on June 5, 2000
The terrain of the Jackson Hole Mountain Resort is generally regarded by skiing fanatics as the most varied, challenging and breathtaking of any ski resort in the United States. This reputation is well deserved. As a lifelong skier and someone who has taught skiing professionally, I was at many times humbled and in awe of what this simply exceptional mountain threw in front of me. From the variable wide open terrain and tight tree skiing of the mountain’s dozen or so bowls to the sheer vertical steeps of the Expert Chutes, JH will not disappoint even the most experienced skier. Snowboarders are welcome at JH, as well. My advice is to arrive early, in particular to take advantage of the fact that there seem to be no lines to use the Arial Tram before 10-10:30 AM. The tram is the only way to get entirely to the top (be warned: the ONLY way to get down from the top is via expert terrain of varying difficulty), and when the sun is shining and softening the snow in the wide open Rendezvous Bowl, you’ll be glad you made the trek. From the top you can also access the out of bounds, virtually unpatrolled Cody Bowl, as well as the challenging Rock Springs Bowl. Of course, you can also prove yourself fearless by dropping into the rock-faced chute of Corbet’s Couloir, JH’s most famous (and feared, perhaps) run. It often pays to stay at mid-mountain throughout the day (shorter lift lines and great terrain) and make use of the Sublette Quad chairlift, which takes you just shy of the top, and enables you to ski the fabulous Cheyenne Bowl, Central Chute and the steep and fun Bivouac. For those who fancy tight, tree obstacle steeps, check out the Alta Chutes. A little lower, the Laramie Bowl offers excellent terrain for aggressive intermediate skiers, and the Thunder Quad offers top-to-bottom Laramie Bowl service. The lower bowls and faces, which will connect you from the base area of the Sublette and Thunder chairlifts and bring you to the base of the mountain are mostly excellent, depending on snow conditions.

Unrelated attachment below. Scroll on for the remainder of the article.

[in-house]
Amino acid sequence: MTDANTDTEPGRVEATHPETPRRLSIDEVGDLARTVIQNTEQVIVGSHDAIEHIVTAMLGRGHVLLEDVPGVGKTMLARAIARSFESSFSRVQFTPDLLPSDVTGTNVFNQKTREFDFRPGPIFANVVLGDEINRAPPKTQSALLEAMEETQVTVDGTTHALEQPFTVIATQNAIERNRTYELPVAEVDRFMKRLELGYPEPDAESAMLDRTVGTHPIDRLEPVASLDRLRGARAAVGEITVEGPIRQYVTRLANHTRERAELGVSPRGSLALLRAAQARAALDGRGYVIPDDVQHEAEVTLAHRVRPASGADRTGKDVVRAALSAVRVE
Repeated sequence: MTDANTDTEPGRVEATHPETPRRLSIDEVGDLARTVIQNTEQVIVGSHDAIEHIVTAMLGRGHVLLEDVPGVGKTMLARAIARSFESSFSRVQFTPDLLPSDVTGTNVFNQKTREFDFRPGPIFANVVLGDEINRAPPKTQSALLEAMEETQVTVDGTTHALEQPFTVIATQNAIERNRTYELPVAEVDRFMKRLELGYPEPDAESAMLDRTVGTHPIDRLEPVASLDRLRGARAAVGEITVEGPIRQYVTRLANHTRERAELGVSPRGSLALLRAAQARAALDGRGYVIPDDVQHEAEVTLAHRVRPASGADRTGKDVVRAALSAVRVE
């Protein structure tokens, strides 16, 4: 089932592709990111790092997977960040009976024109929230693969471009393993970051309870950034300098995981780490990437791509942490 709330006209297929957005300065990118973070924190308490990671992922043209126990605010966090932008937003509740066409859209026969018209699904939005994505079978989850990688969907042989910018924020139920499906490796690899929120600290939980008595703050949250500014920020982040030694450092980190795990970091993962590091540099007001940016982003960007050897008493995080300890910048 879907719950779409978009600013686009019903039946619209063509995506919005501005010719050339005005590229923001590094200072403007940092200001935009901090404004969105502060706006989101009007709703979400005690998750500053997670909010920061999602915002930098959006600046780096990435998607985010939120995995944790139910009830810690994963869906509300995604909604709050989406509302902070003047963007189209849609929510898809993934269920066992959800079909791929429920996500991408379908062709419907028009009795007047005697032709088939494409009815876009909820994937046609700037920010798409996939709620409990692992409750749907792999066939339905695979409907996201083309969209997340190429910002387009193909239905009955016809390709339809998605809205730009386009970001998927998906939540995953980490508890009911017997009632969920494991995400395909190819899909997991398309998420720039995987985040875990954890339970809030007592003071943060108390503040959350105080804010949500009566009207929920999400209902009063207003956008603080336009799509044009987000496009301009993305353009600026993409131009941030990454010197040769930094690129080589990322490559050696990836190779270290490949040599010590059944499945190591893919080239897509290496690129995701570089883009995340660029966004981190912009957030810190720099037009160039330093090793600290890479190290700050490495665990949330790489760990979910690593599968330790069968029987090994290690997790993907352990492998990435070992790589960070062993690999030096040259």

The modern and efficient Bridger Gondola brings you to the top of JH’s next highest peak, and provides access to a broad range of upper intermediate and some expert terrain.
The Apres Vous Quad services a vast array of intermediate terrain, as well as the challenging yet peaceful Saratoga Bowl, with its spruce encrusted steeps and winding terrain.
For the novice, JH offers about a dozen wide trails, serviced by the Teewinot Quad chairlift. JH offers several mountainside, mid-mountain and peak dining/bathroom stations, which offer the typical uninspired ski area fare. Eventually, we opted to load up on Power Bars and fruit, thus avoiding the mediocre mountain food as well as enabling us to ski straight through the day. Other JH area skiing/snowboarding tips: “Intermediate” trails at JH may surprise you; many trails marked as such would easily be deemed “expert” or “advanced” at many other areas, particularly those in the East. JH Resort closes by the beginning of April, regardless of snow conditions. This is mandated by the National Forest Service, and is to allow for the seasonal elk migration back into the mountains.
If skiing in out-of-bounds or “back bowls,” use extreme caution, pay heed to all avalanche warnings and, if possible, make the use of a guide. Use sunscreen! The sun at JH is as strong as if you were lying on the beach. You will get burned, otherwise!
©Travelocity.com LP 2000-2009